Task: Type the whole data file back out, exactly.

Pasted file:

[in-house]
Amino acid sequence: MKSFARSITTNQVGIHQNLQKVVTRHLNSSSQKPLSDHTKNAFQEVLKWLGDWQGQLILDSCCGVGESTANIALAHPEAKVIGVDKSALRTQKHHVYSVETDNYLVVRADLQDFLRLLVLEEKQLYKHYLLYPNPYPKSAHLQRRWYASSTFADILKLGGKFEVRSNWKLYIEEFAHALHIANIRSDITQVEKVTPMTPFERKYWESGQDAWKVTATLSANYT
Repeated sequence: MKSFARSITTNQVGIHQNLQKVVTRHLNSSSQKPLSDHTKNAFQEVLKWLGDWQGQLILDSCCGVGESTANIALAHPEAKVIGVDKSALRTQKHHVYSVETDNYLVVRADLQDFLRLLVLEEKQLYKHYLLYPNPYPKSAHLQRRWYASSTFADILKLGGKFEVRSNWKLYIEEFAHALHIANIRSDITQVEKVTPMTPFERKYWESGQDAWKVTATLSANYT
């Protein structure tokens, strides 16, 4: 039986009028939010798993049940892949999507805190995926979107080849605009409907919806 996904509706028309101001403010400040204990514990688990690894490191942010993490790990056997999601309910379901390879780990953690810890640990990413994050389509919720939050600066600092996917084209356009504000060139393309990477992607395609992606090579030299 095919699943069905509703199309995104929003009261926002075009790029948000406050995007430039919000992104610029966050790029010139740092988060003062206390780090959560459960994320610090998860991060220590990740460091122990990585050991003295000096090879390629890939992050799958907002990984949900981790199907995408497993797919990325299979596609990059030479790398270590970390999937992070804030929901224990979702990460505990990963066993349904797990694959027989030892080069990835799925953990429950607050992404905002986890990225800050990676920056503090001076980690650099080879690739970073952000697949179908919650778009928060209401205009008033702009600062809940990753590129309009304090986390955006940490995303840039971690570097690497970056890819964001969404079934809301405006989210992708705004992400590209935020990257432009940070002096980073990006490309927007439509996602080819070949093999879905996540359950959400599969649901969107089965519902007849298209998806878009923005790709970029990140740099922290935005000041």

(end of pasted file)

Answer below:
[in-house]
Amino acid sequence: MKSFARSITTNQVGIHQNLQKVVTRHLNSSSQKPLSDHTKNAFQEVLKWLGDWQGQLILDSCCGVGESTANIALAHPEAKVIGVDKSALRTQKHHVYSVETDNYLVVRADLQDFLRLLVLEEKQLYKHYLLYPNPYPKSAHLQRRWYASSTFADILKLGGKFEVRSNWKLYIEEFAHALHIANIRSDITQVEKVTPMTPFERKYWESGQDAWKVTATLSANYT
Repeated sequence: MKSFARSITTNQVGIHQNLQKVVTRHLNSSSQKPLSDHTKNAFQEVLKWLGDWQGQLILDSCCGVGESTANIALAHPEAKVIGVDKSALRTQKHHVYSVETDNYLVVRADLQDFLRLLVLEEKQLYKHYLLYPNPYPKSAHLQRRWYASSTFADILKLGGKFEVRSNWKLYIEEFAHALHIANIRSDITQVEKVTPMTPFERKYWESGQDAWKVTATLSANYT
């Protein structure tokens, strides 16, 4: 039986009028939010798993049940892949999507805190995926979107080849605009409907919806 996904509706028309101001403010400040204990514990688990690894490191942010993490790990056997999601309910379901390879780990953690810890640990990413994050389509919720939050600066600092996917084209356009504000060139393309990477992607395609992606090579030299 095919699943069905509703199309995104929003009261926002075009790029948000406050995007430039919000992104610029966050790029010139740092988060003062206390780090959560459960994320610090998860991060220590990740460091122990990585050991003295000096090879390629890939992050799958907002990984949900981790199907995408497993797919990325299979596609990059030479790398270590970390999937992070804030929901224990979702990460505990990963066993349904797990694959027989030892080069990835799925953990429950607050992404905002986890990225800050990676920056503090001076980690650099080879690739970073952000697949179908919650778009928060209401205009008033702009600062809940990753590129309009304090986390955006940490995303840039971690570097690497970056890819964001969404079934809301405006989210992708705004992400590209935020990257432009940070002096980073990006490309927007439509996602080819070949093999879905996540359950959400599969649901969107089965519902007849298209998806878009923005790709970029990140740099922290935005000041």